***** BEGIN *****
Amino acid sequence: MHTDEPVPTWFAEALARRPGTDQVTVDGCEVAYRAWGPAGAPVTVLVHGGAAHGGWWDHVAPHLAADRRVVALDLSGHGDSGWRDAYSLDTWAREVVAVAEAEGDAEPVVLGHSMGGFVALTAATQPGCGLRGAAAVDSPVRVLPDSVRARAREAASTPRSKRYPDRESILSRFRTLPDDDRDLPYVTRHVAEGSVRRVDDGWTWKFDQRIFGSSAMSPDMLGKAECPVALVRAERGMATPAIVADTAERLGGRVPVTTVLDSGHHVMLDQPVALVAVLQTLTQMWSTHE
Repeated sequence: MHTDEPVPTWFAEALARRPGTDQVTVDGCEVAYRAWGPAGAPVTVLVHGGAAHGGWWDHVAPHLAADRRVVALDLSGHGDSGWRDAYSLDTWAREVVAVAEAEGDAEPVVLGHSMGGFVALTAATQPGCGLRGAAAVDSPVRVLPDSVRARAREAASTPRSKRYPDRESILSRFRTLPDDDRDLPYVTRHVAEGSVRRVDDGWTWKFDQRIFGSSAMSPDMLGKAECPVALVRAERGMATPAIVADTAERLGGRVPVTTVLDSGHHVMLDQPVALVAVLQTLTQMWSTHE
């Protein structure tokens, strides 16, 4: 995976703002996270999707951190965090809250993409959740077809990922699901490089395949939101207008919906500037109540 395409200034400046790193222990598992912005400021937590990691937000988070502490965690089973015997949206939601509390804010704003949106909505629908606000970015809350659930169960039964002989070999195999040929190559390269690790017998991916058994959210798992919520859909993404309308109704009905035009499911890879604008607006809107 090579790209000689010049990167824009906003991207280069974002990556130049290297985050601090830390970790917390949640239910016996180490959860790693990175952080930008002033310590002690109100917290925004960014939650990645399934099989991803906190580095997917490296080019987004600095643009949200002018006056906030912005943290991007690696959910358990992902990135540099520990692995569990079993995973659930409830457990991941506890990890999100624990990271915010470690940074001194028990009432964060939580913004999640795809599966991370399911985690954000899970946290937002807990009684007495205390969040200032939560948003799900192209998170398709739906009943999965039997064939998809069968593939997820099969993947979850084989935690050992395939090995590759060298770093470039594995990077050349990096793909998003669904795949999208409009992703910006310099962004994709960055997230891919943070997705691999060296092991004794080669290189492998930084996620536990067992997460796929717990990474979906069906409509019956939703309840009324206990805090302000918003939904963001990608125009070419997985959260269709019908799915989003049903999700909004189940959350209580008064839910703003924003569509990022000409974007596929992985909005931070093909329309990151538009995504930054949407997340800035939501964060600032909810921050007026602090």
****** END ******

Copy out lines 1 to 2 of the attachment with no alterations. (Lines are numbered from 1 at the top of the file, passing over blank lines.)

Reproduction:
Amino acid sequence: MHTDEPVPTWFAEALARRPGTDQVTVDGCEVAYRAWGPAGAPVTVLVHGGAAHGGWWDHVAPHLAADRRVVALDLSGHGDSGWRDAYSLDTWAREVVAVAEAEGDAEPVVLGHSMGGFVALTAATQPGCGLRGAAAVDSPVRVLPDSVRARAREAASTPRSKRYPDRESILSRFRTLPDDDRDLPYVTRHVAEGSVRRVDDGWTWKFDQRIFGSSAMSPDMLGKAECPVALVRAERGMATPAIVADTAERLGGRVPVTTVLDSGHHVMLDQPVALVAVLQTLTQMWSTHE
Repeated sequence: MHTDEPVPTWFAEALARRPGTDQVTVDGCEVAYRAWGPAGAPVTVLVHGGAAHGGWWDHVAPHLAADRRVVALDLSGHGDSGWRDAYSLDTWAREVVAVAEAEGDAEPVVLGHSMGGFVALTAATQPGCGLRGAAAVDSPVRVLPDSVRARAREAASTPRSKRYPDRESILSRFRTLPDDDRDLPYVTRHVAEGSVRRVDDGWTWKFDQRIFGSSAMSPDMLGKAECPVALVRAERGMATPAIVADTAERLGGRVPVTTVLDSGHHVMLDQPVALVAVLQTLTQMWSTHE